Referring to FIG. 1c, an adhesion-promoting solution (not shown) such as HMDS is spin-coated on layer 16. A positive resist is then spin-coated, baked, exposed and developed to provide an opening 19 through resist 18 to the surface of layer 16. The added thickness of SiO2 20 needed for the green layer is then deposited and the resist image 18 and unwanted SiO2 are removed by lift-off processing using acetone and ultrasonic agitation leaving the structure shown in FIG. 1d.

Referring to FIG. 1e, HMDS is spin-coated on the surfaces of the FIG. 1d structure. A positive resist 22 is spin-coated, baked, exposed and developed to provide an opening 25 through the resist 22 to the surface of layer 16 adjacent to layer 20. The added thickness of SiO2 required for the red filter 24 is vacuum coated in the opening 25 (developed out region). The resist image 22 and unwanted SiO2 are removed by lift-off processing using acetone and ultrasonic agitation leaving the structure shown in FIG. 1b.

In FIG. 1g, a second semi-transparent partially reflective silver layer 28 is vacuum coated. It is the same thickness as layer 14. A protective layer (PMMA) 30 is spin-coated on the silver layer 28. When illuminated with white light, red, green, and blue light passes into the substrate 10 in the positions shown in FIG. 1g.


In order to fine-tune the layer thicknesses to match the desired wavelengths of maximum transmission, a set of single color filters were prepared, each comprising one etalon on glass. Transmission spectra for the red, geen and blue filters prepared using spacer thicknesses corresponding to m=2 are shown in FIG. 3. The data show a good match to the desired filter wavelength and passband characteristics.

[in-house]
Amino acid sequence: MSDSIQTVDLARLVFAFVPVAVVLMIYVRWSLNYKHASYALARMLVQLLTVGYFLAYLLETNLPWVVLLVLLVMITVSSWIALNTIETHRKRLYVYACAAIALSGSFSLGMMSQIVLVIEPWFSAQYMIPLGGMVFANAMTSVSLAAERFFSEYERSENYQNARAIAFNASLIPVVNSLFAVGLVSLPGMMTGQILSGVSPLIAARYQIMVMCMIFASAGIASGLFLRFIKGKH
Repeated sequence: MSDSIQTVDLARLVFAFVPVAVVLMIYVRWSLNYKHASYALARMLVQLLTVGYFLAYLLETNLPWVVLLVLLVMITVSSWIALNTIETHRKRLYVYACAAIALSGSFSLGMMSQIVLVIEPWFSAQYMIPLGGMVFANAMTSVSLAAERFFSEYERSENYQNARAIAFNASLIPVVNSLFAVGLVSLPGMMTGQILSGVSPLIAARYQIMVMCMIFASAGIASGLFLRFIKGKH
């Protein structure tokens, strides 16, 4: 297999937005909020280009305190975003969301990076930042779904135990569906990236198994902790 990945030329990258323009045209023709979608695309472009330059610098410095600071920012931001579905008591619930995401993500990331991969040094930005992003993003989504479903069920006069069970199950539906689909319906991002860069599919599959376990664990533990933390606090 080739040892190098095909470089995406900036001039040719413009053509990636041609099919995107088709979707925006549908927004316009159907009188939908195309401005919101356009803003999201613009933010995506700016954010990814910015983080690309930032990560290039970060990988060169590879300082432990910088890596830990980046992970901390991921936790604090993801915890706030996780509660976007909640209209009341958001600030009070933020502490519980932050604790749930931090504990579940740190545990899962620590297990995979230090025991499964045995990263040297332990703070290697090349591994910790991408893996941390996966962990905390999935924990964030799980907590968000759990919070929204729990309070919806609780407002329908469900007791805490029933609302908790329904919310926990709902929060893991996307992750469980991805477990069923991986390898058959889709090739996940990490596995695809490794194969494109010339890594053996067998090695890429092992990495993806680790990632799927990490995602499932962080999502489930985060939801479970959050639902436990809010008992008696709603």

A simple two-color experiment utilizing SiO2 as the dielectric color filter material was then run. This experiment investigated the ability to coat the various layers required and to form the filter images by lift-off processing. The aim thickness for each layer eas based on a computer-generated theoretical stack for a blue and red filter. FIG. 2 shows the resulting sample in cross-section with the thickness of each layer as indicated.

The first silver mirror was vacuum deposited over a 2 in.2 in. quartz plate. The first layer SiO2 layer (representing the blue filter element) was vacuum coated oveer the silver layer. An undiluted solution of the HMDS adhesion promoter (1,1,1,3,3,3-hexamethyl disilazane) was spin-coated over the SiO2 layer at 5400 rpm.

Kodak 820 Resist (undiluted) was then spin-coated at 5400 rpm over the treated Sio2 layer and baked for 30 min at 90 C. This layer was contact-exposed to a chrome resolution target using an Oriel exposing device (a 200-watt mercury vapor source) and immersion processed at room temperature for 60 sec in Kodak 809 developer diluted 1:3 with Kodak 809 thinner.

After drying the resist layer, the Sio2 required for the red element was vacuum coated on the sample.

The resist image and the SiO2 coated over the resist image were cleanly removed by immersion of the sample (coated side up) in acetone for two minutes at room temperature using an ultrasonic cleaning device to provide the necessary agitation.